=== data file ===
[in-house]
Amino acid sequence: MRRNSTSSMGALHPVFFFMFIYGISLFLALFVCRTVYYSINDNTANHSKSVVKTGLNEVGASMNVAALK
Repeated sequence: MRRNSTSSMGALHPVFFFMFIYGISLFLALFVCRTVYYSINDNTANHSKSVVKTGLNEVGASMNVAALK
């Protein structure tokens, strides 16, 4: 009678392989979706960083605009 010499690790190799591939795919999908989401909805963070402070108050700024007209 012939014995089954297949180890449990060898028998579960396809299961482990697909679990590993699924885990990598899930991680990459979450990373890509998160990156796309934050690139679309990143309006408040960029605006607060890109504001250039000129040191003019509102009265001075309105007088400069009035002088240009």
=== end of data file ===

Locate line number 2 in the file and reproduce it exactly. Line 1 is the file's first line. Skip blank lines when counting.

Amino acid sequence: MRRNSTSSMGALHPVFFFMFIYGISLFLALFVCRTVYYSINDNTANHSKSVVKTGLNEVGASMNVAALK